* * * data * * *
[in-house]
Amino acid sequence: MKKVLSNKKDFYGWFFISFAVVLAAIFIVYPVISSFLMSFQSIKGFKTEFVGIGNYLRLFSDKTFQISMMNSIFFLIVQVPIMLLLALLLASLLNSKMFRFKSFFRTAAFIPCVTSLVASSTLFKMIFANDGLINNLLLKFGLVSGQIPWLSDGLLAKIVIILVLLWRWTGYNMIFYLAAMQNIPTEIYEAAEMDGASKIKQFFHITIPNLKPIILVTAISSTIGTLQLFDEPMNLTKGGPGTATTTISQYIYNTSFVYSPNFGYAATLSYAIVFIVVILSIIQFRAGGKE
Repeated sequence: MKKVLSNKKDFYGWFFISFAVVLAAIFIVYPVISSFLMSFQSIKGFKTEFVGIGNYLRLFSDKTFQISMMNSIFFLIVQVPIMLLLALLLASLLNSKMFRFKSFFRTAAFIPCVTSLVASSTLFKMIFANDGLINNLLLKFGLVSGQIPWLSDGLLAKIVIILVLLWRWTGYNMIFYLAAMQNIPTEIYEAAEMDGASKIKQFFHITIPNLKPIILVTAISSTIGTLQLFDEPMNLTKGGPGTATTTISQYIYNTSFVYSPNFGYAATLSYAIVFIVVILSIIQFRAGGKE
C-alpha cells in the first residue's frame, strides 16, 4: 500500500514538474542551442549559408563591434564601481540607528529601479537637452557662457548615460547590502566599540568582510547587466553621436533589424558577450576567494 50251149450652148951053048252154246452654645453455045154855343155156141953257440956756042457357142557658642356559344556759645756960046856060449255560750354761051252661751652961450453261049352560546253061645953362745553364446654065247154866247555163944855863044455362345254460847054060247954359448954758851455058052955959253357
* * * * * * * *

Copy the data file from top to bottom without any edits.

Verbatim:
[in-house]
Amino acid sequence: MKKVLSNKKDFYGWFFISFAVVLAAIFIVYPVISSFLMSFQSIKGFKTEFVGIGNYLRLFSDKTFQISMMNSIFFLIVQVPIMLLLALLLASLLNSKMFRFKSFFRTAAFIPCVTSLVASSTLFKMIFANDGLINNLLLKFGLVSGQIPWLSDGLLAKIVIILVLLWRWTGYNMIFYLAAMQNIPTEIYEAAEMDGASKIKQFFHITIPNLKPIILVTAISSTIGTLQLFDEPMNLTKGGPGTATTTISQYIYNTSFVYSPNFGYAATLSYAIVFIVVILSIIQFRAGGKE
Repeated sequence: MKKVLSNKKDFYGWFFISFAVVLAAIFIVYPVISSFLMSFQSIKGFKTEFVGIGNYLRLFSDKTFQISMMNSIFFLIVQVPIMLLLALLLASLLNSKMFRFKSFFRTAAFIPCVTSLVASSTLFKMIFANDGLINNLLLKFGLVSGQIPWLSDGLLAKIVIILVLLWRWTGYNMIFYLAAMQNIPTEIYEAAEMDGASKIKQFFHITIPNLKPIILVTAISSTIGTLQLFDEPMNLTKGGPGTATTTISQYIYNTSFVYSPNFGYAATLSYAIVFIVVILSIIQFRAGGKE
C-alpha cells in the first residue's frame, strides 16, 4: 500500500514538474542551442549559408563591434564601481540607528529601479537637452557662457548615460547590502566599540568582510547587466553621436533589424558577450576567494 50251149450652148951053048252154246452654645453455045154855343155156141953257440956756042457357142557658642356559344556759645756960046856060449255560750354761051252661751652961450453261049352560546253061645953362745553364446654065247154866247555163944855863044455362345254460847054060247954359448954758851455058052955959253357